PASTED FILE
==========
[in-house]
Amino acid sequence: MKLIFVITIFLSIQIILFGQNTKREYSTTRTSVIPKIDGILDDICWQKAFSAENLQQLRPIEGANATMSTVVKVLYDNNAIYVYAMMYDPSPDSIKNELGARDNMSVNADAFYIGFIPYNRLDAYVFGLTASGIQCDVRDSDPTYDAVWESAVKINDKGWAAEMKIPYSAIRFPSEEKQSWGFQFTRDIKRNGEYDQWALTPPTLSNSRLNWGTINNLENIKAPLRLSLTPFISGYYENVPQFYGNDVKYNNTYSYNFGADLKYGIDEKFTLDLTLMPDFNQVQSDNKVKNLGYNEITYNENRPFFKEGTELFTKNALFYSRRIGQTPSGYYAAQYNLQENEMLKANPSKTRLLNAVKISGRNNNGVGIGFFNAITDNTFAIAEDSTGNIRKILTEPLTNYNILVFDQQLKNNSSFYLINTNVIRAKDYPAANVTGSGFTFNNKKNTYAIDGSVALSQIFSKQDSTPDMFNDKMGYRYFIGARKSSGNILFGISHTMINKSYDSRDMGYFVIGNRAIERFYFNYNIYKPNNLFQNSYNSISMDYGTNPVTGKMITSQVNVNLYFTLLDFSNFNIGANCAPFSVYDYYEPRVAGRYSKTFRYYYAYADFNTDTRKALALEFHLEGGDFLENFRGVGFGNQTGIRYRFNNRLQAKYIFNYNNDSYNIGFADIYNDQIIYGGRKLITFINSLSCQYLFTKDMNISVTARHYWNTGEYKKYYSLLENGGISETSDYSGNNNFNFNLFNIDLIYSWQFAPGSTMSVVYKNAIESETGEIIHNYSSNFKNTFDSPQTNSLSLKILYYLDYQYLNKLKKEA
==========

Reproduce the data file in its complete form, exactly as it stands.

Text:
[in-house]
Amino acid sequence: MKLIFVITIFLSIQIILFGQNTKREYSTTRTSVIPKIDGILDDICWQKAFSAENLQQLRPIEGANATMSTVVKVLYDNNAIYVYAMMYDPSPDSIKNELGARDNMSVNADAFYIGFIPYNRLDAYVFGLTASGIQCDVRDSDPTYDAVWESAVKINDKGWAAEMKIPYSAIRFPSEEKQSWGFQFTRDIKRNGEYDQWALTPPTLSNSRLNWGTINNLENIKAPLRLSLTPFISGYYENVPQFYGNDVKYNNTYSYNFGADLKYGIDEKFTLDLTLMPDFNQVQSDNKVKNLGYNEITYNENRPFFKEGTELFTKNALFYSRRIGQTPSGYYAAQYNLQENEMLKANPSKTRLLNAVKISGRNNNGVGIGFFNAITDNTFAIAEDSTGNIRKILTEPLTNYNILVFDQQLKNNSSFYLINTNVIRAKDYPAANVTGSGFTFNNKKNTYAIDGSVALSQIFSKQDSTPDMFNDKMGYRYFIGARKSSGNILFGISHTMINKSYDSRDMGYFVIGNRAIERFYFNYNIYKPNNLFQNSYNSISMDYGTNPVTGKMITSQVNVNLYFTLLDFSNFNIGANCAPFSVYDYYEPRVAGRYSKTFRYYYAYADFNTDTRKALALEFHLEGGDFLENFRGVGFGNQTGIRYRFNNRLQAKYIFNYNNDSYNIGFADIYNDQIIYGGRKLITFINSLSCQYLFTKDMNISVTARHYWNTGEYKKYYSLLENGGISETSDYSGNNNFNFNLFNIDLIYSWQFAPGSTMSVVYKNAIESETGEIIHNYSSNFKNTFDSPQTNSLSLKILYYLDYQYLNKLKKEA